The Canadian Press - ONLINE EDITION

12 years in the making, US director Richard Linklater's 'Boyhood' competes at Berlin festival

  • Print

BERLIN - Richard Linklater's "Boyhood" already looks sure of one honour among the competitors at this year's Berlin International Film Festival: for the movie that took longest to make. The American director, who presented the film Thursday, started making it in 2002. It follows a boy (Ellar Coltrane) from first grade to college, watching him make his way to adulthood as his divorced parents — played by Patricia Arquette and Ethan Hawke — muddle their way through parenthood and a series of relationships.

STEP BY STEP

Linklater worked on the project about once a year while also making movies including "Before Sunset," ''Before Midnight" and "Fast Food Nation." The film evolved as the director and cast went along.

"I had the architecture of the whole piece in mind, but then every year we got this gestation period of a year to think about each segment," Linklater told reporters. The movie swept over a long period, but the director said his aim was largely to focus on "little moments" rather than major dramas. "I had faith that it would all add up ... that it would have a cumulative effect," he said.

LOOK BACK, CAREFULLY

The cast didn't get to see any of the footage until recently. Coltrane said he was grateful for that because it kept it from being self-conscious — and it was still "a lot to deal with watching it two months ago."

The director's daughter, Lorelei Linklater, played the elder sister to Coltrane's character through the film's making. She said that watching the completed movie was "honestly quite painful at some times, watching yourselves go through all these awkward stages. It was hard — I was crying for a little while."

And what was it like for the adults? "Ethan and I just got old," Arquette said.

FATHER AND DAUGHTER

There was one hiccup for the director: Lorelei Linklater recalled that "one year, I asked him if my character could die." The filmmaker said he talked his daughter out of the idea, telling her that "it's not that kind of movie."

LOACH HONORED

The festival's jury will award Berlin's top Golden Bear prize on Saturday, choosing from a field of 20 movies.

Before that, British director Ken Loach was getting an honorary Golden Bear Thursday in recognition of his prolific work, dating back to the 1960s. He was being honoured with a gala screening of "Raining Stones," a 1993 film about a poverty-stricken suburban family that Loach said is "still relevant" and, despite the subject, "quite a cheerful film."

NOT GIVING UP LIGHTLY

Asked if the upcoming "Jimmy's Hall" will be his last feature film, the 77-year-old Loach said he doesn't know.

"We'll have to see. I think it does need a physical stamina that you tend to lose when you get into the wrong end of the 70s," he said. All the same, "it's not a privilege that you give up lightly."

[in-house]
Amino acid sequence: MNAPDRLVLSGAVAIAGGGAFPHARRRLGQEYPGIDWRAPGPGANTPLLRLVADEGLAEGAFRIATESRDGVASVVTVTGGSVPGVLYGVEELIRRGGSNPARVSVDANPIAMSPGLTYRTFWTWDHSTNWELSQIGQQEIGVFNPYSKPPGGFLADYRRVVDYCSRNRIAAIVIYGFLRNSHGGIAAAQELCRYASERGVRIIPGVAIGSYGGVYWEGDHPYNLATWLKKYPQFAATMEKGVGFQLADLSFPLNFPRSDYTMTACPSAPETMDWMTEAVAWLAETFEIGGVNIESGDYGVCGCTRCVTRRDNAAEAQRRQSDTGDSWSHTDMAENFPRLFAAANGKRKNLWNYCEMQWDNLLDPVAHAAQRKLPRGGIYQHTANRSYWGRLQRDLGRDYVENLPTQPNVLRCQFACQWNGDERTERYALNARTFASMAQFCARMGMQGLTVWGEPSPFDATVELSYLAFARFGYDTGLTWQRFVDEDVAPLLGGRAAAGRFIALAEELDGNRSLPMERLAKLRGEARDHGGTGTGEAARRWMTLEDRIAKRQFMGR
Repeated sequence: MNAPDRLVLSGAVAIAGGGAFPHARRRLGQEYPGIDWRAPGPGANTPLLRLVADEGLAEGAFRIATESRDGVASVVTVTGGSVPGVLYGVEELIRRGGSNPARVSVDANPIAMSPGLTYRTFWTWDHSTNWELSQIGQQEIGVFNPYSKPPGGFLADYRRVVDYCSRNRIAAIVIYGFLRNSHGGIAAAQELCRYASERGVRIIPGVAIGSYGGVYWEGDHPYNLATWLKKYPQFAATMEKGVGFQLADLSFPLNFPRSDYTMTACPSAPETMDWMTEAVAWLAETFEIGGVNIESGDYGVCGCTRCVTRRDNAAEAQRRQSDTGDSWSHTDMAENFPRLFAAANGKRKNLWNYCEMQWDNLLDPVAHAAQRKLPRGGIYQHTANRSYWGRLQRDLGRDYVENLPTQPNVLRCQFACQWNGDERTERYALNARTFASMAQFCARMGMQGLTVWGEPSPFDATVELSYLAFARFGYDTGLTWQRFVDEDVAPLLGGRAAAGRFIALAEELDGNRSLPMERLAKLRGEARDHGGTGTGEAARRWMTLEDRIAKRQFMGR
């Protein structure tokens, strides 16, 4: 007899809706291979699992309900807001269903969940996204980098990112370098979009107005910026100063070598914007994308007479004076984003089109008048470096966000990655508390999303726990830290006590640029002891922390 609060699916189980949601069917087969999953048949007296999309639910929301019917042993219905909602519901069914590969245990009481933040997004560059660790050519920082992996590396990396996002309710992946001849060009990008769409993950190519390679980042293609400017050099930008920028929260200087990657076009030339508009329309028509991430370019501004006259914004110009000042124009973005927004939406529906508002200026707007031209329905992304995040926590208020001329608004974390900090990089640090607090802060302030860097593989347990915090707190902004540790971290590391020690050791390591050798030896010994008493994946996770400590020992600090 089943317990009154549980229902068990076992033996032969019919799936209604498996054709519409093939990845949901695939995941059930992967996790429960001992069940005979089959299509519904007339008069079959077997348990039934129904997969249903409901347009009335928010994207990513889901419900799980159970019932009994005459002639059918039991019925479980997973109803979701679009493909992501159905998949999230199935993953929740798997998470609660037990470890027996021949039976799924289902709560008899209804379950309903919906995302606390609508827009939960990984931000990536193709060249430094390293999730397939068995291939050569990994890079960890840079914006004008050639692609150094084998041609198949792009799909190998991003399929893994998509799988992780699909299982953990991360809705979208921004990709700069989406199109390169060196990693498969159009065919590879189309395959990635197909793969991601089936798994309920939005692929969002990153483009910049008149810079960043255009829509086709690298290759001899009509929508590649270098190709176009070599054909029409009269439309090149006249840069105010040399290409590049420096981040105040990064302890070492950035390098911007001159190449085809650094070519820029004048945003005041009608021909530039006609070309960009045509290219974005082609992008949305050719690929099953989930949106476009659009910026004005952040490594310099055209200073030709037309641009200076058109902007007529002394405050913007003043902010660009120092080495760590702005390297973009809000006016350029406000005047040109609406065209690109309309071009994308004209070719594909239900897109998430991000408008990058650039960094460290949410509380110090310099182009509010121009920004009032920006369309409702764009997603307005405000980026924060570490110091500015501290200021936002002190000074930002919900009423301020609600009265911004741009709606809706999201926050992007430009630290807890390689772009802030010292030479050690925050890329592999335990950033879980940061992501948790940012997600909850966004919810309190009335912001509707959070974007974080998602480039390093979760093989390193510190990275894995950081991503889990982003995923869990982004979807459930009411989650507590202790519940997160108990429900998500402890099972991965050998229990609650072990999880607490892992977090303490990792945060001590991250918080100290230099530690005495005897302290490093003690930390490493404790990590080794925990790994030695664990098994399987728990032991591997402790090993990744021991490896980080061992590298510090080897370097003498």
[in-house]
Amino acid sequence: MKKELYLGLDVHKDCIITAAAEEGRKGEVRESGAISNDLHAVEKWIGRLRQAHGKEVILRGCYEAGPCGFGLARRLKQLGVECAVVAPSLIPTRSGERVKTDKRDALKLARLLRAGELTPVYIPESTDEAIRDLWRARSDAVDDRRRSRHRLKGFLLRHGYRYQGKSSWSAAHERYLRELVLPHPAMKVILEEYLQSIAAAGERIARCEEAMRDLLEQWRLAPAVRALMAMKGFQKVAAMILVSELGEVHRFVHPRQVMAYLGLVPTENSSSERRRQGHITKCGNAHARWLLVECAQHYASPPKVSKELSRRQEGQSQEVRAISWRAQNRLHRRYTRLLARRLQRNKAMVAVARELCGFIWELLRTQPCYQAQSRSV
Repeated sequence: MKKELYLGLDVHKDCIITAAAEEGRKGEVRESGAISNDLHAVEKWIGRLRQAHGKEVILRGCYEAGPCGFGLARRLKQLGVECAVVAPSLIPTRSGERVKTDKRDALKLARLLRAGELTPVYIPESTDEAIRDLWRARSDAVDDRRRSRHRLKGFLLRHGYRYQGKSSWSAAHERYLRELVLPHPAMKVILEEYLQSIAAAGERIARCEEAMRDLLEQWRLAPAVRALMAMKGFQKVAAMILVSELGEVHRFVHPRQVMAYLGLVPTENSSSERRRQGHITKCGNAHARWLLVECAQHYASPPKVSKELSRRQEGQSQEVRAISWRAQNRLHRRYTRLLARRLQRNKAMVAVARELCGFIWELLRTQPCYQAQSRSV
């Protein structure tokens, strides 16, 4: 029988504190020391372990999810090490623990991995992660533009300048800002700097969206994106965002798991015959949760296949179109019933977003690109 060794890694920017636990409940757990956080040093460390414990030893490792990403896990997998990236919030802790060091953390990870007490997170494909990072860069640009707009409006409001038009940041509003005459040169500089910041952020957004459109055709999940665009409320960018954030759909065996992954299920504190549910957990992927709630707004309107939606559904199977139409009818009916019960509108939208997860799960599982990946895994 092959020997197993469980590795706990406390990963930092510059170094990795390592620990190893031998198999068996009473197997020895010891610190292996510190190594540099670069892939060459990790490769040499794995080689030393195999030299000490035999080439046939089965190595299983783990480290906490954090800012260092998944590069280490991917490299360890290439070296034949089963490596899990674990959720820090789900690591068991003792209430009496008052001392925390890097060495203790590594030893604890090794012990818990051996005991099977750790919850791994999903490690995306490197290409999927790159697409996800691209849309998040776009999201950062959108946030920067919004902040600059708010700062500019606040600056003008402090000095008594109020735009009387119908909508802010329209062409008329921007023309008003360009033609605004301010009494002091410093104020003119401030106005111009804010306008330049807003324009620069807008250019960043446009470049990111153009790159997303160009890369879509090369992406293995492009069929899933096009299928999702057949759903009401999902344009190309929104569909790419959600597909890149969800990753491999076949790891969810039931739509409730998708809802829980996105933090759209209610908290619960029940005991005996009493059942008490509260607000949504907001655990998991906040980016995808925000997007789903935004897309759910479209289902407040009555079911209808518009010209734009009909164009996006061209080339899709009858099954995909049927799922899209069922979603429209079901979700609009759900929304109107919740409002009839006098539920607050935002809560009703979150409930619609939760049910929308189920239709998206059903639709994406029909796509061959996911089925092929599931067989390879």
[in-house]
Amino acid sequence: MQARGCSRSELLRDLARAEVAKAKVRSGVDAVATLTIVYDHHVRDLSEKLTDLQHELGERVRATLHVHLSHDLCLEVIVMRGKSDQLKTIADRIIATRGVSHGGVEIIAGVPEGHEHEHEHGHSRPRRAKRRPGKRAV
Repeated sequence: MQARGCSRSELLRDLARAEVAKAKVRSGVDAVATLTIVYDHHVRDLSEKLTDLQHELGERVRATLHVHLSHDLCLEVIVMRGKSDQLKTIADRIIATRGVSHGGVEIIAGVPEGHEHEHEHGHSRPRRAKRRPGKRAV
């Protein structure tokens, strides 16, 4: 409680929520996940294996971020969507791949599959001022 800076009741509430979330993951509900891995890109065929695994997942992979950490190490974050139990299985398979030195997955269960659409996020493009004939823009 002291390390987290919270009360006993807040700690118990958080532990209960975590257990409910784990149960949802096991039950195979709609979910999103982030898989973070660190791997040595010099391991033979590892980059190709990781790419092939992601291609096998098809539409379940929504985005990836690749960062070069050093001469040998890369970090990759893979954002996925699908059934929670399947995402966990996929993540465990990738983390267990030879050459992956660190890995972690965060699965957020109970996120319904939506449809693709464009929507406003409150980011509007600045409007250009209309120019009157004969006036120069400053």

Fact Check

Fact Check

Have you found an error, or know of something we’ve missed in one of our stories?
Please use the form below and let us know.

* Required
  • Please post the headline of the story or the title of the video with the error.

  • Please post exactly what was wrong with the story.

  • Please indicate your source for the correct information.

  • Yes

    No

  • This will only be used to contact you if we have a question about your submission, it will not be used to identify you or be published.

  • Cancel

Having problems with the form?

Contact Us Directly
  • Print

You can comment on most stories on winnipegfreepress.com. You can also agree or disagree with other comments. All you need to do is be a Winnipeg Free Press print or e-edition subscriber to join the conversation and give your feedback.

You can comment on most stories on winnipegfreepress.com. You can also agree or disagree with other comments. All you need to do is be a Winnipeg Free Press print or e-edition subscriber to join the conversation and give your feedback.

Have Your Say

New to commenting? Check out our Frequently Asked Questions.

Have Your Say

Comments are open to Winnipeg Free Press print or e-edition subscribers only. why?

Have Your Say

Comments are open to Winnipeg Free Press Subscribers only. why?

The Winnipeg Free Press does not necessarily endorse any of the views posted. By submitting your comment, you agree to our Terms and Conditions. These terms were revised effective April 16, 2010.

letters

Make text: Larger | Smaller

LATEST VIDEO

Chief justices breakdown cameras in courtroom project

View more like this

Photo Store Gallery

  • Geese take cover in long grass in the Tuxedo Business Park near Route 90 Wednesday- Day 28– June 27, 2012   (JOE BRYKSA / WINNIPEG FREE PRESS)
  • An American White Pelican takes flight from the banks of the Red River in Lockport, MB. A group of pelicans is referred to as a ‘pod’ and the American White Pelican is the only pelican species to have a horn on its bill. May 16, 2012. SARAH O. SWENSON / WINNIPEG FREE PRESS

View More Gallery Photos

Poll

What are you most looking forward to this Easter weekend?

View Results

View Related Story

Ads by Google